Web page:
" Plants vs. Zombies, PixelJunk Monsters...those games were big influences," said Jobe. "When you're working on a game like this and you look at influences outside of big budget shooters there's a concern that you may be straying too far outside the clique. But with Starhawk, clearly, we want to stray from the clique. And while tower defence games were an influence for us, there's also an element of tower offence. You'll see people using buildings in surprising offensive ways."
One such way, as demonstrated repeatedly in multiplayer matches, is dropping buildings on your enemies. When you place a new structure it takes a few seconds to be airdropped from the sky. Should any enemies happen to wander into the construction area in that time they'll be instantly-and perhaps gratifyingly-crushed when it lands.
While I didn't have the chance to lay hands on the multiplayer mode myself, I did have the opportunity to watch 16 players duke it out for an hour, with one of the game's developers guiding a camera above and around the battlefield to capture the action and another providing live commentary.
The multiplayer map shown was set on another obviously alien world. A rocky labyrinth of paths sat atop a lake of fire, and lightning crashed down from a dark, angry sky.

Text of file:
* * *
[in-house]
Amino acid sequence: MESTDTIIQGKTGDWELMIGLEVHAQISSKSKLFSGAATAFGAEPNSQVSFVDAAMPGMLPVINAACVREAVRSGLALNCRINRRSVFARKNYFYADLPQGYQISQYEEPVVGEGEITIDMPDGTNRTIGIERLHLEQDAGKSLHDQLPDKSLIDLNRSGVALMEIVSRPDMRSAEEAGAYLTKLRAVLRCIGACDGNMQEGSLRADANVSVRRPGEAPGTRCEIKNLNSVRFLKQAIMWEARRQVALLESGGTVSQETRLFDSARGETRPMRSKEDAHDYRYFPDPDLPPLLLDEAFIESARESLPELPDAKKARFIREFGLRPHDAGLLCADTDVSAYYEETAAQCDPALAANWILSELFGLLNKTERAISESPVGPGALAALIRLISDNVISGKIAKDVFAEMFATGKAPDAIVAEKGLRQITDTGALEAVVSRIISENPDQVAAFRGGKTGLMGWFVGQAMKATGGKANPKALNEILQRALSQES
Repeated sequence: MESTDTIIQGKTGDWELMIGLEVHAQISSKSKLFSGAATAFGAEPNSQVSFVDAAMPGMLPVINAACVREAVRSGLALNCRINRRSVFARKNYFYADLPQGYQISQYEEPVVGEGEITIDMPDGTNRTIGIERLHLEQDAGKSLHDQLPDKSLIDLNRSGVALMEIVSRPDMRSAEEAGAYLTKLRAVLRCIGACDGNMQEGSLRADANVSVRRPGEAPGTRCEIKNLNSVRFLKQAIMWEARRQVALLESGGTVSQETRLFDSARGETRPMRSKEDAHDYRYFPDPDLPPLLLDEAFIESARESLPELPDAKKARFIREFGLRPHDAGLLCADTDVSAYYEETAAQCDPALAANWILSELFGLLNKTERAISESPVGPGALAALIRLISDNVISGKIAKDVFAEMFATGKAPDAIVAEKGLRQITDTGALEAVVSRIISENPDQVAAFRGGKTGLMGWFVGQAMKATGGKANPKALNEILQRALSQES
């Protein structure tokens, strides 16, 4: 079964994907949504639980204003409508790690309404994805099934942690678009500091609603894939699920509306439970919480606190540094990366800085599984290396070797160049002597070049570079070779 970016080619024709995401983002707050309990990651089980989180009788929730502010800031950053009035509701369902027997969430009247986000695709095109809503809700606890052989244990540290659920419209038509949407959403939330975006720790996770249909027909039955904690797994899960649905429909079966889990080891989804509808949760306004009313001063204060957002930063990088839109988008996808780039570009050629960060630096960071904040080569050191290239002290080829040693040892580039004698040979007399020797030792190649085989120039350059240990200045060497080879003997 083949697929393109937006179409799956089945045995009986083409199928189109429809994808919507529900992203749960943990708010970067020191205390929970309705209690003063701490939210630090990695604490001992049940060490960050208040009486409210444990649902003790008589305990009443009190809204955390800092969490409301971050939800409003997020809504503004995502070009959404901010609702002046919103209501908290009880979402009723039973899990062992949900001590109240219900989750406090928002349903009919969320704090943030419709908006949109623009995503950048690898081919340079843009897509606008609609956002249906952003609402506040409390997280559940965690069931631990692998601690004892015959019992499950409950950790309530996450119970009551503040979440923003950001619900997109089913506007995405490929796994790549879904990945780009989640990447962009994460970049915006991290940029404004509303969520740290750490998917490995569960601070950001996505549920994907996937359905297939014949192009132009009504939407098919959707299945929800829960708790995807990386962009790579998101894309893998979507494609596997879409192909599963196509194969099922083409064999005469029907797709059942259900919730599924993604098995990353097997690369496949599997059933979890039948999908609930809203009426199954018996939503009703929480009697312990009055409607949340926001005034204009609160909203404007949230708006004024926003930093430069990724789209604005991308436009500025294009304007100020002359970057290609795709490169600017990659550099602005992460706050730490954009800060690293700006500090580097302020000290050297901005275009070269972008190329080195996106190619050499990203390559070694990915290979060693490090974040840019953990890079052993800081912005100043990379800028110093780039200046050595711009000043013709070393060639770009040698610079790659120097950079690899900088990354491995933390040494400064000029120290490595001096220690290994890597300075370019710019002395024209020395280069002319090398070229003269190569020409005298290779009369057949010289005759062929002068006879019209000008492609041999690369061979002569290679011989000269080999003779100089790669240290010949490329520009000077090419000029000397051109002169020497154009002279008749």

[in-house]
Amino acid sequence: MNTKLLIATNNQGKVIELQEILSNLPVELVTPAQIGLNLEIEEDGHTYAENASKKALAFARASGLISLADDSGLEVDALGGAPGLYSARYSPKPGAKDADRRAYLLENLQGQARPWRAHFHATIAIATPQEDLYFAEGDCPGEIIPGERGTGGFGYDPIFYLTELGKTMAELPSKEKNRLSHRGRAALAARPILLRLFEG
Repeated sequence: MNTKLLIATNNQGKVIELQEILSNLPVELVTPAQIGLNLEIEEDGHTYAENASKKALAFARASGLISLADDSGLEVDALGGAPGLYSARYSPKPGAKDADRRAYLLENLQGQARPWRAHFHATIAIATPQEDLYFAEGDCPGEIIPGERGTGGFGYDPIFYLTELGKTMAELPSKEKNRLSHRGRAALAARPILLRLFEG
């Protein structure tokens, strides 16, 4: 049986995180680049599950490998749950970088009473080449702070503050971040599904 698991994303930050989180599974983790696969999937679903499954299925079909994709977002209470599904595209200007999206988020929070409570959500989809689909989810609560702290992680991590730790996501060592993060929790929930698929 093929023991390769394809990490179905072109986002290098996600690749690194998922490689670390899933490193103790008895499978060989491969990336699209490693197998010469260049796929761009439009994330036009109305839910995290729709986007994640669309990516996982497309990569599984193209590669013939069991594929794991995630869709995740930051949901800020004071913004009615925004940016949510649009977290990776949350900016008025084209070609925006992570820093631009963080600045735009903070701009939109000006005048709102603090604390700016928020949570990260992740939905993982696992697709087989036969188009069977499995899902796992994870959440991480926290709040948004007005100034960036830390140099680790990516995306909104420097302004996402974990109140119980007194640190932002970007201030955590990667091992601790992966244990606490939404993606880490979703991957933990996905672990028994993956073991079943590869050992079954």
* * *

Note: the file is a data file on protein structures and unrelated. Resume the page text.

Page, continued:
Much as in solo play, the action appeared at first blush to be much like that of any other third-person capture-the-flag game. Soldiers were moving about, often in small groups or in all-terrain vehicles reminiscent of Halo warthogs, attempting to steal and guard flags.
However, closer inspection revealed that players on both sides were actively creating most of the structures on the play field. They strategically walled off certain areas, created protective energy domes to ward off aircraft, and set up turrets at choke points to keep attackers at bay. It was basically live, ad-hoc map editing.
What struck me most about what I saw was how quickly and easily players were deploying structures. Remember that these were journalists. They had no prior experience with this game-or, really, any other game quite like it-and yet it seemed they knew exactly what they were doing.
I asked Jobe how his team managed to make the building process so simple, quick, and intuitive.